Tuesday, July 07, 2015

lloyds of london report says that in the near future "hard men with guns eat first"...,

insurge |  “World3 was a very good, robust system,” he told us. “Some assumptions were incorrect and misparameterised — for instance, life expectancy is smaller than assumed, and industrial and service outputs are larger than assumed. And the model was missing some shock dynamics and feedback loops.”

The same questioner put his hand up and asked, “Does this mean the original model and its predictions are flawed?”

“I would say the model was largely correct,” said Jones. “It was right enough to give a fairly accurate picture of future limits to growth. But there are some incorrect parameters and gaps.”

The System Dynamics Model, Jones explained, is designed to overcome the limitations of World3 by recalibrating the incorrect parameters, adding new parameters where necessary, and inputting fresh data. There are now roughly 2,000 parameters in the model, drawing on a database of key indicators on resources and social measures for 212 countries, from 1995 until today.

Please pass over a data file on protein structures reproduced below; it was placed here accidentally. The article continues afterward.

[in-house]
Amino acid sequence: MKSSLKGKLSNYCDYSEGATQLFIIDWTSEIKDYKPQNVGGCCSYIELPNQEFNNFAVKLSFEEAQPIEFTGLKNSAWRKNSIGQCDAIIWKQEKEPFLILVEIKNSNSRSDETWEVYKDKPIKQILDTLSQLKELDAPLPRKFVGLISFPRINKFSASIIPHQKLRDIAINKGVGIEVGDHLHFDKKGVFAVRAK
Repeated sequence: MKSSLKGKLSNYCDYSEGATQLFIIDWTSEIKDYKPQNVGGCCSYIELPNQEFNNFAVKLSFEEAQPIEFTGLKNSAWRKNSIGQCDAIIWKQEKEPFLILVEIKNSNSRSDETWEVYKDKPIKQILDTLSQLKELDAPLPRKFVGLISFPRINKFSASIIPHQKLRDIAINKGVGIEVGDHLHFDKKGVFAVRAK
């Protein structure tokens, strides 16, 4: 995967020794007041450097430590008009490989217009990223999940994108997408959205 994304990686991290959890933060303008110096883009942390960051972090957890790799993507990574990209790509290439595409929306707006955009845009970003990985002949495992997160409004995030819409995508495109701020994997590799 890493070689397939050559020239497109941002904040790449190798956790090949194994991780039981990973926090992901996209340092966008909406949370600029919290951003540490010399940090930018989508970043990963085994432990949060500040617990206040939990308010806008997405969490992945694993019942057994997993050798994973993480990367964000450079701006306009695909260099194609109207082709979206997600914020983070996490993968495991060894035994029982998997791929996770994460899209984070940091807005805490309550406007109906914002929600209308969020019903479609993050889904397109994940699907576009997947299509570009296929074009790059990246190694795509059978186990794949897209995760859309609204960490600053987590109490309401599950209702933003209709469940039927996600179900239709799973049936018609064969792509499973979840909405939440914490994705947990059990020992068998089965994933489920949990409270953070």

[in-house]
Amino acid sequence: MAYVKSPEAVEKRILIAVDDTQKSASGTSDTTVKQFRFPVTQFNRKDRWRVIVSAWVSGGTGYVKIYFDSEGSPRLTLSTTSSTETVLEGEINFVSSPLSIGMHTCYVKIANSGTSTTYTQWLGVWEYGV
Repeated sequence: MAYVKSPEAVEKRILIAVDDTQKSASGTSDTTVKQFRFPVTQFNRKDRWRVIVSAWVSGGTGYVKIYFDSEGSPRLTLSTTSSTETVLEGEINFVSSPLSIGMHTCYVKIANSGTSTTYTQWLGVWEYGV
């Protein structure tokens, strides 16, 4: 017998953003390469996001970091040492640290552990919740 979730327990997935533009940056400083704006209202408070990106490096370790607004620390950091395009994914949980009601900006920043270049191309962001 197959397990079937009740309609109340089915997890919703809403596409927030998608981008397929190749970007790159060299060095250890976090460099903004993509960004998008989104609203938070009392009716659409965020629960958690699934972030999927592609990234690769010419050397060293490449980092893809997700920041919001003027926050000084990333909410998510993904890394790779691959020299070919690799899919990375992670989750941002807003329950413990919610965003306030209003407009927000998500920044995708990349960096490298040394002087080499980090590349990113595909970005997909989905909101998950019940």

Jones’ affirmation of the general accuracy of the limits to growth model was an obvious surprise to some in the room.

The original model forecasted global ecological and economic collapse by around the middle of the 21st century, due to the convergence of climate change, food and water scarcity, and the depletion of cheap fossil fuels — which chimes with both the GRO’s models.

Last year, Dr. Graham Turner updated his CSIRO research at the University of Melbourne, concluding that:
“… the general onset of collapse first appears at about 2015 when per capita industrial output begins a sharp decline. Given this imminent timing, a further issue this paper raises is whether the current economic difficulties of the global financial crisis are potentially related to mechanisms of breakdown in the Limits to Growth BAU [business-as-usual] scenario.”
For the first time, then, we know that in private, British and US government agencies are taking seriously longstanding scientific data showing that a business-as-usual trajectory will likely lead to civilisational collapse within a few decades — generating multiple near-term global disruptions along the way.

The question that remains is: what we are going to do about it?